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Music as Muse

Miller Art Museum event unites jazz and painting

“Ekphrasis,” or a detailed written description of a work of visual art, is one method of blending two distinct art forms to create something new. 

Another way to merge mediums doesn’t have a cool Greek name – or any name at all, for that matter – but the fusion is just as unique.

Instrumental jazz music and abstract-representational painting will come together May 17 during a performance at the Miller Art Museum, titled Music as Muse. During the performance, Sturgeon Bay artist Ernest Beutel will paint along to live music performed by a jazz quartet.

Needless to say, this isn’t Beutel’s usual painting setup. He normally works alone and has never painted in front of a crowd before. But his fast-paced, improvisational art style lends itself well to a performance. 

“I never start with a plan,” said Beutel, who is represented by the Pearl of Door County Gallery and Rock Shop in Sturgeon Bay. “I just spontaneously start painting and whatever comes out, comes out.” 

What comes out is often reminiscent of brightly-colored graffiti, sketched out quickly so that a sense of motion still clings to the canvas. Vibrant squares, stars or even written words form the backdrop for many of Beutel’s works, making some look more like collages than traditional paintings.

Though Beutel doesn’t plan his paintings ahead of time, he has some ideas for the upcoming performance. He might start off with a rest note, or an unlikelier image that has been floating around in his head and making an appearance on the event posters he has been handing out: a gorilla. Gorillas made their way into Beutel’s paintings when he first moved to Door County 20 years ago. At that time, he was inspired by stories he heard about Samson, a silverback that lived at the Milwaukee County Zoo.

“Howling,” acrylic on canvas by Ernest Beutel. This 2006 painting was made shortly after the artist moved to Door County and heard stories about Samson, a gorilla who broke the glass of his Milwaukee County Zoo enclosure four times. Created as an homage to Samson, who died in 1981, “Howling” is on exhibit at Bad Moravian and the Ephraim Coffee Lab.

The upcoming performance at the Miller is a celebration of a new player in the Sturgeon Bay music scene: Muse, a music venue and school that broke ground in September on the northeast corner of 3rd Avenue and Jefferson Street.

This school’s executive director, Kaira Rouer, taught flute to the woman who became the brainpower behind Music as Muse. That woman, former Sturgeon Bay High School Spanish teacher Patty McKinnon, started studying with Rouer in 2018, and after years of at-home practice, wanted a way to share her skills with others.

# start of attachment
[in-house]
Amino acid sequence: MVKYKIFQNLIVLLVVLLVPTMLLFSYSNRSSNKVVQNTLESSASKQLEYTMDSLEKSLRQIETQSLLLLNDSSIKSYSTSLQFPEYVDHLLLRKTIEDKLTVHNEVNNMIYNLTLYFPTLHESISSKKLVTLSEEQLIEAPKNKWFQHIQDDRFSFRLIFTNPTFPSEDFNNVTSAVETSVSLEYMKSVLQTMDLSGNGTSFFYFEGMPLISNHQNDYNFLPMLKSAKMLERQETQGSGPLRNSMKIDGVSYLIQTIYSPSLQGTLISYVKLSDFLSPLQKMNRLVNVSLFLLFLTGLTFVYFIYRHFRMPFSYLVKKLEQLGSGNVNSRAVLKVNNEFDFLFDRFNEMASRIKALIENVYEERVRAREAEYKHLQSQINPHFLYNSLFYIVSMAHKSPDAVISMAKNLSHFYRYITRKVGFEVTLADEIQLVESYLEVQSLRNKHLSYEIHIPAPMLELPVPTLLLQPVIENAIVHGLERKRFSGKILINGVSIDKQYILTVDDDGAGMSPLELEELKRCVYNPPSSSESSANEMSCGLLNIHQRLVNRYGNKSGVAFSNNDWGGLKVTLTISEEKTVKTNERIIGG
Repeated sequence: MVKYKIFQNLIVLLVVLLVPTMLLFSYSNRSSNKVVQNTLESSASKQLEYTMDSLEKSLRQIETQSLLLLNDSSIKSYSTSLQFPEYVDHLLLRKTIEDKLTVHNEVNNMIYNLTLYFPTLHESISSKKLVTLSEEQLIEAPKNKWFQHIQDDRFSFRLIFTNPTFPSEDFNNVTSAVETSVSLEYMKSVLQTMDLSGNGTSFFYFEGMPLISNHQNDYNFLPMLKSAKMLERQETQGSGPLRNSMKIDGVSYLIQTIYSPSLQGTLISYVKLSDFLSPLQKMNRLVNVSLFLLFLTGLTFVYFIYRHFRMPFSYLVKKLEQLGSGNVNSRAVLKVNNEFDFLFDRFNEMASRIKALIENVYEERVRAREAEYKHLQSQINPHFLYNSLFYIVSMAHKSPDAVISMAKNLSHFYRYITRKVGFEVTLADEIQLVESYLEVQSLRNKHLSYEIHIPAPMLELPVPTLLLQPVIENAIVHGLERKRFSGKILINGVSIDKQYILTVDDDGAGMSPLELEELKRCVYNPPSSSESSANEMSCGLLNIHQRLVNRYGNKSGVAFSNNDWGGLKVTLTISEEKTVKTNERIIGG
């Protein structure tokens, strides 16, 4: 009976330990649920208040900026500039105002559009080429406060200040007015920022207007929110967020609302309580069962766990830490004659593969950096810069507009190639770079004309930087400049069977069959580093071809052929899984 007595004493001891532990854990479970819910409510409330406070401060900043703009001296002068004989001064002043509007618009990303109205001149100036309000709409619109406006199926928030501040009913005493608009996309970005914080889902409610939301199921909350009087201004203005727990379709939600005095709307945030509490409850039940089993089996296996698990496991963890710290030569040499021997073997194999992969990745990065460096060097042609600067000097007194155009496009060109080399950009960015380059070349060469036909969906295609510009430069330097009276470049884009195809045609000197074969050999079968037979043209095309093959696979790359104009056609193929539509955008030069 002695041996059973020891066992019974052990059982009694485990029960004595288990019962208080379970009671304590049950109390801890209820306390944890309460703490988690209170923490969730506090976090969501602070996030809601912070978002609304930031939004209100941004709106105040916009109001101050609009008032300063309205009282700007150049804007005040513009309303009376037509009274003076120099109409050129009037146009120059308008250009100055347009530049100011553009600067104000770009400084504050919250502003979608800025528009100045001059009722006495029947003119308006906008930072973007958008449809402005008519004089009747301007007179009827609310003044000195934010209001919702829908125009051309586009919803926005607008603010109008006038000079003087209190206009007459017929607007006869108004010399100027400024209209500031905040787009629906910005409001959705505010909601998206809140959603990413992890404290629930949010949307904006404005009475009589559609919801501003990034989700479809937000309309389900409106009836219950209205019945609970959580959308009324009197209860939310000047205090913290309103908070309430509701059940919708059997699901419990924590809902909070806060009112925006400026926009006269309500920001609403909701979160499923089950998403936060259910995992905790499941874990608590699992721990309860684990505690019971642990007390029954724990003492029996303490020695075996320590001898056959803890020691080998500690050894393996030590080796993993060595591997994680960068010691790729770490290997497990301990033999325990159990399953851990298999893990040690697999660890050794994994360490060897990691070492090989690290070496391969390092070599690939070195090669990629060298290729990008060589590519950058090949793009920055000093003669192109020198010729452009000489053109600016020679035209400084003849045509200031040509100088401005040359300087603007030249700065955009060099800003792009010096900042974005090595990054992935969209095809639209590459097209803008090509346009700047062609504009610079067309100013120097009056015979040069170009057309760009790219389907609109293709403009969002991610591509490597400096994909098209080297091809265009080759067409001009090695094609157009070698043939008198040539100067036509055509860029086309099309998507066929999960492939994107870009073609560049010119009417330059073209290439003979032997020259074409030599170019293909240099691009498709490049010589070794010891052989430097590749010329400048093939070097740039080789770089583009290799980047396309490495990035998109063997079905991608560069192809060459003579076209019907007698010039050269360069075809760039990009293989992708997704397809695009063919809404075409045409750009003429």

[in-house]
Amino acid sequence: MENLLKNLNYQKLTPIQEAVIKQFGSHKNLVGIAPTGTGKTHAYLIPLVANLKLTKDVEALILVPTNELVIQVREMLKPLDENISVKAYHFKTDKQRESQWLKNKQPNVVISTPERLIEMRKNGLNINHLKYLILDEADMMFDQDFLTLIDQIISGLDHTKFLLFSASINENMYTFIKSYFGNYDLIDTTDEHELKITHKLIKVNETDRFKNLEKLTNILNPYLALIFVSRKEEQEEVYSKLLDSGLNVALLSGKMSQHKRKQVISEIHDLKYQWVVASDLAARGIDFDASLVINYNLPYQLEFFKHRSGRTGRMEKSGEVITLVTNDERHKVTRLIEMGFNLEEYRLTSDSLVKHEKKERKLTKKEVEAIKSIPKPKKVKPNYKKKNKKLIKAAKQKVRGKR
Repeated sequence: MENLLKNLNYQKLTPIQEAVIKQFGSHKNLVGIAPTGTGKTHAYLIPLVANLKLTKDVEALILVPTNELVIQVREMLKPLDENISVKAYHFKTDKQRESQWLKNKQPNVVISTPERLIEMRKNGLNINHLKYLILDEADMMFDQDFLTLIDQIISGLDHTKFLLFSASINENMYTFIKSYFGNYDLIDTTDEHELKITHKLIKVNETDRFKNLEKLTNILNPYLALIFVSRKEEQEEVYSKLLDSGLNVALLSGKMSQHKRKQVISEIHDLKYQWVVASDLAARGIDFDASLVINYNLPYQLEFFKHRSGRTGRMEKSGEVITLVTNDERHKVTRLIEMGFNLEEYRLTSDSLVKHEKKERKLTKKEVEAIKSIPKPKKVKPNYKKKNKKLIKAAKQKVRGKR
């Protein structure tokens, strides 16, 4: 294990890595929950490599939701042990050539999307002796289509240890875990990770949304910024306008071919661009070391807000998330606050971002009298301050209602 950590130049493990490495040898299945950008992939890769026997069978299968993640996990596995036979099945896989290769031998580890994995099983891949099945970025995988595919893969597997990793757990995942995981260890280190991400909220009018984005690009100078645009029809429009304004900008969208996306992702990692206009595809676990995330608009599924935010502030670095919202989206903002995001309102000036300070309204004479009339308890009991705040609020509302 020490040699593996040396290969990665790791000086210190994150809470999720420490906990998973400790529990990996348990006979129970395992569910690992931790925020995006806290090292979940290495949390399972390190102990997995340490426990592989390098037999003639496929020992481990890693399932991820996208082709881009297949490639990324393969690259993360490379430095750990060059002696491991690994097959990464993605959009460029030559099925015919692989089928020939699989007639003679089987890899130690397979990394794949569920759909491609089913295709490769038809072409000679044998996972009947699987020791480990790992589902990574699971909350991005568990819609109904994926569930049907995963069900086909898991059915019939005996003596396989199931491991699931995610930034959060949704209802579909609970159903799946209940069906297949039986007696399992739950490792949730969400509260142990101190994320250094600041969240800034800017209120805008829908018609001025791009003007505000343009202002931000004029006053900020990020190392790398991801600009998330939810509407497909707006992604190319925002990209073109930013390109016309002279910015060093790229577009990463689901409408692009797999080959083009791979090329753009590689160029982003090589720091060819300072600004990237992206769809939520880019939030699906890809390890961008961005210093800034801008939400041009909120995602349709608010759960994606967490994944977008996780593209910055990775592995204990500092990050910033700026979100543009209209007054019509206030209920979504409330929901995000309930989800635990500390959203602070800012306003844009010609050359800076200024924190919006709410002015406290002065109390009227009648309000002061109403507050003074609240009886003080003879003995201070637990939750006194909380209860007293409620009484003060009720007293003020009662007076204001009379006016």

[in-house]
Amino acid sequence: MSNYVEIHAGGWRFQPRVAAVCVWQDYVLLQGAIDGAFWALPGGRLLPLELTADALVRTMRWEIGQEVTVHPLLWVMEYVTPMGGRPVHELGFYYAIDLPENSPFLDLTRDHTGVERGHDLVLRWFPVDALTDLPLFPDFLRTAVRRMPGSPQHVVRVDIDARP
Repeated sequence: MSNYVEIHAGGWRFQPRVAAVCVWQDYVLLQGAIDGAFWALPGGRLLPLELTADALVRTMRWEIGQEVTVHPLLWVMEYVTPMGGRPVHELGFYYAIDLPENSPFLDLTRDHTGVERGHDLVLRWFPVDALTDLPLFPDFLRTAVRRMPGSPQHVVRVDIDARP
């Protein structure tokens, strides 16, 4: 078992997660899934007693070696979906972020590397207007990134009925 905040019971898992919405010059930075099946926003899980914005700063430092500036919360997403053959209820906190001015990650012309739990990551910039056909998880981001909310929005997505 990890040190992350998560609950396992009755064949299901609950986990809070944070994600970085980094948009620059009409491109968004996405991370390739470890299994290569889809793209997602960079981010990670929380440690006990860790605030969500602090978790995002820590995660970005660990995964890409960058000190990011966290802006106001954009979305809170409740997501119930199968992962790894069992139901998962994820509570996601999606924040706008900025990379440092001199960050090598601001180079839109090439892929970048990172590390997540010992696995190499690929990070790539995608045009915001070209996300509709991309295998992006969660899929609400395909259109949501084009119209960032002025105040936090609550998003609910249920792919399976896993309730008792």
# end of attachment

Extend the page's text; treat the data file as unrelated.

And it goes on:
More specifically, she wanted to perform “Suite for Flute and Jazz Piano,” a four-part composition by Claude Bolling.

“It’s a fusion of classical and jazz, which seems strange, but it really works,” McKinnon said.

Patty McKinnon. Submitted.

So with this piece in mind, she started working backwards to put together a quartet she could play it with. She phoned a friend who teaches at the University of Wisconsin-Green Bay’s music department, and that friend connected her to pianist and UW-Green Bay graduate Rissel Peguero.

Peguero was eager to play with McKinnon. She performs with Pegasis, a self-proclaimed “genre-less” band in Green Bay that draws from styles as diverse as bolero, classical, EDM and jazz.

Another member of Pegasis, Andrew Bader, plays upright string bass and joined McKinnon’s group along with Peguero. The fourth member of the freshly-formed quartet, drummer Adam Seifert, was brought aboard by a phone call from McKinnon, who had played alongside him on a church worship team. 

While the unnamed jazz band plays during Music as Muse, Beutel will work on a 3-by-8-foot canvas he built. A brief intermission will give him a break from his fast-paced painting, as well as an opportunity to explain his process and what inspires him.

One major source of inspiration for Beutel is his father. When he died in 2019, he left behind a large CD collection that Beutel later immersed himself into. His father’s music taste was diverse, and his collection included plenty of one genre that previously never appealed to Beutel: jazz.

He soon started to enjoy it – and later, started to notice its impact on his work. 

“My style was changing a little bit,” Beutel said. “I think it was partially because of the influence from my father’s jazz collection.”Music as Muse will take place May 17, 7 pm, at the Miller Art Museum, 107 S. 4th Ave. in Sturgeon Bay. Door County Northwinds, a woodwinds duo composed of Kaira Rouer on flute and Gary Ciepluch on clarinet, will open for the quartet. Donations will benefit Muse.

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